Wednesday, 22 February 2012

gourmands and gournets gourmets

Over an enjoyable dinner tonight, one family member commented that it was good enough to be enjoyed by a gourmand. Wait a minute! Isn't a gourmand a greedy person? We weren't sure, so someone headed off from the table to get our battered old copy of The Australian Concise Oxford Dictionary. Sure enough, the word means a greedy feeder, a glutton. But the dictionary included a third meaning - gourmet.

So we looked up gourmet. And found it means a connoisseur of table delicacies, judge of good food. The surprising finding was that this word comes from French, meaning wine-taster, and the modern sense has been influenced by the old word gourmand.

We seemed to be going in circles at this stage, so I've looked on the internet.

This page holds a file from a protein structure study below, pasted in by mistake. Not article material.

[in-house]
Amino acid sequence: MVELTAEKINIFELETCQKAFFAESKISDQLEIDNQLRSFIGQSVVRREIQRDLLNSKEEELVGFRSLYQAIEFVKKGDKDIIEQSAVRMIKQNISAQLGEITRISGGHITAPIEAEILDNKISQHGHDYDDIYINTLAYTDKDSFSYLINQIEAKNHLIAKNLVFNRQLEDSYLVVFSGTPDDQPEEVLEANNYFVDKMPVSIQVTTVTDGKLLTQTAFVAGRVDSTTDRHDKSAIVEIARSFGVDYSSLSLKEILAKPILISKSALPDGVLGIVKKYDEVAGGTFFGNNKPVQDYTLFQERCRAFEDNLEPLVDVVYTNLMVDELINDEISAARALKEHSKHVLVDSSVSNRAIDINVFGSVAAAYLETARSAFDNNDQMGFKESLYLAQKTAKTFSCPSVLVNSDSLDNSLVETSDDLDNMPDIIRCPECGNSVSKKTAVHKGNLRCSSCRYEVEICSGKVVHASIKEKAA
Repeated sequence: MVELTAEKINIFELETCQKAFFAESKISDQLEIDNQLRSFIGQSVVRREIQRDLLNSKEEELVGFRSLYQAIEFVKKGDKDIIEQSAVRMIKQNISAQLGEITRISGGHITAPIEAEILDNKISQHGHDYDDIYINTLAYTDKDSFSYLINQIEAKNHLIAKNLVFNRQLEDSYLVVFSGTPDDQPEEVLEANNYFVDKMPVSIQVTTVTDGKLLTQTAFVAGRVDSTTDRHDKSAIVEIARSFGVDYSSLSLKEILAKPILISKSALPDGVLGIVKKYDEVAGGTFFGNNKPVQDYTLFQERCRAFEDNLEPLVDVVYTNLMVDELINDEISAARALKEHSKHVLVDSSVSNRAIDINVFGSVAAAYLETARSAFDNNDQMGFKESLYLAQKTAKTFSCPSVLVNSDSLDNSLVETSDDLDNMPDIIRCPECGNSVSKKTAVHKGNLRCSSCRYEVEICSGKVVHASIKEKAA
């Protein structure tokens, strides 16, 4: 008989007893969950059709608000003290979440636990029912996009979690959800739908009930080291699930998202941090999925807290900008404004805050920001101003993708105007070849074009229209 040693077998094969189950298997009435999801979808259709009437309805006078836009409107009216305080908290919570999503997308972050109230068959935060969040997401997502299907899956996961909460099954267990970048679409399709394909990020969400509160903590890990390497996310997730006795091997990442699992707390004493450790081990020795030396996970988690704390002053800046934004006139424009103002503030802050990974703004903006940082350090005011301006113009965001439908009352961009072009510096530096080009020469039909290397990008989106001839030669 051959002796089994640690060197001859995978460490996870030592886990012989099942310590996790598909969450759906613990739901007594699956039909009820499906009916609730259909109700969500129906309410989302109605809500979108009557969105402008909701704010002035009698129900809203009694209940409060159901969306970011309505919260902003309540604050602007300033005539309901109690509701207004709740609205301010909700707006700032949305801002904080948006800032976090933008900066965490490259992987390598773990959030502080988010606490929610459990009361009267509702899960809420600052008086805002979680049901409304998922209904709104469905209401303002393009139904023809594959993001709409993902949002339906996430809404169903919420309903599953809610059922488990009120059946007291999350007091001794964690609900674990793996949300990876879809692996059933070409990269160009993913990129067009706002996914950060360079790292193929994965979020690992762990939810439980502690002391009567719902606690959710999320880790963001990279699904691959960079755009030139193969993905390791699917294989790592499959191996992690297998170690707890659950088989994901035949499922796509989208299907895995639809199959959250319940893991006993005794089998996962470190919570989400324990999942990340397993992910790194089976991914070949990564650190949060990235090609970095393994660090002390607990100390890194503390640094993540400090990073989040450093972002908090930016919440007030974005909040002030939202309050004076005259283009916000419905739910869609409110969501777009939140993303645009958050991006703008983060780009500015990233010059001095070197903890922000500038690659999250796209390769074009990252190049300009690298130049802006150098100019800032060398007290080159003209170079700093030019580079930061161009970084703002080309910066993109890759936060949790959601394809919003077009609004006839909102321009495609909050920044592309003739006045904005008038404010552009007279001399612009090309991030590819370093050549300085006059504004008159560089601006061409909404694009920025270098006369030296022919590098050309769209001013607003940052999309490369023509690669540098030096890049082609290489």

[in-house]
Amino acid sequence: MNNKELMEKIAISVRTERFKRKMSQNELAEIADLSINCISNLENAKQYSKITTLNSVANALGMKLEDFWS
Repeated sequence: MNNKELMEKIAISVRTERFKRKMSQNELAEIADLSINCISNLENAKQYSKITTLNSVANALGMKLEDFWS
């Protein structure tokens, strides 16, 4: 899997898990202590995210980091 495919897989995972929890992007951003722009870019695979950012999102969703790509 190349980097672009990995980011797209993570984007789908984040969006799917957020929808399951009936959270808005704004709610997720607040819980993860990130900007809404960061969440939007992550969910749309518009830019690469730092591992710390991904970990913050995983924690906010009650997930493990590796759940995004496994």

The Online Etymology dictionary says:
late 15c., "glutton," from M.Fr. gourmant "glutton," originally an adj., "gluttonous," of uncertain origin. Not connected with gourmet. Meaning "one fond of good eating" is from 1758.
So it seems as if the two words have completely different origins but one has influenced the other.

For gourmet, we read:
"connoisseur in eating and drinking," 1820, from Fr. gourmet, altered (by influence of M.Fr. gourmant "glutton") from O.Fr. groume, originally "wine-taster, wine merchant's servant" (in 13c. "a lad generally"), of uncertain origin. As an adjective from 1900. Cf. gourmand.
So, if I've understood it correctly, the Old French word for a lad - groume - became the word for a wine-taster (I wonder why?) and then acquired the meaning of a connoisseur of food in general and the somewhat similar word gourmand - glutton - caused people to start writing and saying groume as gourmet.I wonder how groume relates to the English word groom? But I guess that's another story.

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